Dear Dr. Laura:

Thank you for doing so much to educate people regarding God’s Law. I have learned a great deal from your show, and try to share that knowledge with as many people as I can. When someone tries to defend the homosexual lifestyle, for example, I simply remind them that Leviticus 18:22 clearly states it to be an abomination. … End of debate. I do need some advice from you, however, regarding some other elements of God’s Law and how to follow them.

When I burn a bull on the altar as a sacrifice, I know it creates a pleasing odor for the Lord – Lev.1:9. The problem is my neighbors. They claim the odor is not pleasing to them. Should I smite them?

I would like to sell my daughter into slavery, as sanctioned in Exodus 21:7. In this day and age, what do you think would be a fair price for her?

Lev. 25:44 states that I may indeed possess slaves, both male and female, provided they are purchased from neighboring nations. A friend of mine claims that this applies to Mexicans, but not Canadians. Can you clarify? Why can’t I own Canadians?

I have a neighbor who insists on working on the Sabbath. Exodus 35:2. The passage clearly states he should be put to death. Am I morally obligated to kill him myself?

A friend of mine feels that even though eating shellfish is an abomination – Lev. 11:10, it is a lesser abomination than homosexuality. I don’t agree. Can you settle this? Are there ‘degrees’ of abomination?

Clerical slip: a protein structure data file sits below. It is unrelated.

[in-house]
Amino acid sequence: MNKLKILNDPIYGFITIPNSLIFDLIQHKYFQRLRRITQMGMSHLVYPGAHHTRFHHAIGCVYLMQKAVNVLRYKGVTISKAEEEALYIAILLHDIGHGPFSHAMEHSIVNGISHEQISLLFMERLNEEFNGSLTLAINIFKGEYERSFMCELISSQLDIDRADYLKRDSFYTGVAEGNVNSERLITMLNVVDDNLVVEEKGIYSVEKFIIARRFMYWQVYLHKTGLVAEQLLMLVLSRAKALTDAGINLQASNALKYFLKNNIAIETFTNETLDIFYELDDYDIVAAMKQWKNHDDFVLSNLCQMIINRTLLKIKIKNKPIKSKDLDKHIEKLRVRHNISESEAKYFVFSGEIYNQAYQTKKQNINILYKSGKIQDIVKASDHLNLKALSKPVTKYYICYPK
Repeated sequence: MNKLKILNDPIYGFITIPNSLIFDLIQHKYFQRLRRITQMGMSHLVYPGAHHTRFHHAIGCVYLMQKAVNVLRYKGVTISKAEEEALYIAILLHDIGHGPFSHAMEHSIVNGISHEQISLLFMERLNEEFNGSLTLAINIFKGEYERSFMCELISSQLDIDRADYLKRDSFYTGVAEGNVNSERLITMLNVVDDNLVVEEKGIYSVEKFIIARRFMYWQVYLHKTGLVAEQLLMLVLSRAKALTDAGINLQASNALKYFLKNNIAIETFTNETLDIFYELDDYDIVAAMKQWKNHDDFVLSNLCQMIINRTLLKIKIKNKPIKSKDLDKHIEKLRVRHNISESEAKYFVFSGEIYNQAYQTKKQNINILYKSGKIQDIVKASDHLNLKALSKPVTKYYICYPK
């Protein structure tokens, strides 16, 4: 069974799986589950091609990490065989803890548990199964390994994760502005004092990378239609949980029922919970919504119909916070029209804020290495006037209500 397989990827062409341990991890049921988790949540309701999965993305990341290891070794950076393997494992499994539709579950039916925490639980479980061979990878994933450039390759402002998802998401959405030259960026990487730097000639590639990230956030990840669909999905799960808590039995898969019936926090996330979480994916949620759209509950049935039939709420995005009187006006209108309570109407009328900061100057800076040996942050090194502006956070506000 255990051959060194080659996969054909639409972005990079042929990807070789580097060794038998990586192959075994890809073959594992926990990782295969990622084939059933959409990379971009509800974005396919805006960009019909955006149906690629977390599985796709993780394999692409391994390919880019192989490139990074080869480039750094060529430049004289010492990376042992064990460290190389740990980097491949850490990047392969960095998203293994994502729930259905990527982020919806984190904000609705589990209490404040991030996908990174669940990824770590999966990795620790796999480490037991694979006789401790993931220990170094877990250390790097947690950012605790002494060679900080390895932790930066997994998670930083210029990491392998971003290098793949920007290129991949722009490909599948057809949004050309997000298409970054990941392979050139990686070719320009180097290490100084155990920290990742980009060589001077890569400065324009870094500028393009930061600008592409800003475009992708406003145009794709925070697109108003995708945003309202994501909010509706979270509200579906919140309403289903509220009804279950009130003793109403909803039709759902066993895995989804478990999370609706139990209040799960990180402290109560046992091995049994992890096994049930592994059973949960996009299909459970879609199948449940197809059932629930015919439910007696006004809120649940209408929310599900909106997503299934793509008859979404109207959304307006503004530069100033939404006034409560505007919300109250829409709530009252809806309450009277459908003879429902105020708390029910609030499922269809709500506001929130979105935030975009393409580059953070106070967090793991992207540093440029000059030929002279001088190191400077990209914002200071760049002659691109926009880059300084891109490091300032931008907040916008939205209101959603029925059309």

Most of my male friends get their hair trimmed,including the hair around their temples, even though this is expressly forbidden by Lev.19:27. How should they die? I know from Lev. 11:6-8 that touching the skin of a dead pig makes me unclean, but may I still play football if I wear gloves?

My uncle has a farm. He violates Lev. 19:19 by planting two different crops in the same field, as does his wife by wearing garments made of two different kinds of thread (cotton/polyester blend). He also tends to curse and blaspheme a lot. Is it really necessary that we go to all the trouble of getting the whole town together to stone them? – Lev.24:10-16. Couldn’t we just burn them to death at a private family affair like we do with people who sleep with their in-laws? (Lev. 20:14)

I know you have studied these things extensively and thus enjoy considerable expertise in such matters, so I am confident you can help. Thank you again for reminding us that God’s word is eternal and unchanging.

Your adoring fan,

You may pick the selected verses apart as you wish. However, you can hopefully see the problem with cherry-picking verses out of scripture. Without understanding the context of revelation, how can it make interpretive sense?

Now, let’s look at this issue with respect to translation in Qur’an 4:34 (the oft-cited wife beating verse). I’ve included several translations below:


Men are in charge of women, because Allah hath made the one of them to excel the other, and because they spend of their property (for the support of women). So good women are the obedient, guarding in secret that which Allah hath guarded. As for those from whom ye fear rebellion, admonish them and banish them to beds apart, and scourge them. Then if they obey you, seek not a way against them. Lo! Allah is ever High, Exalted, Great.

Yusuf Ali: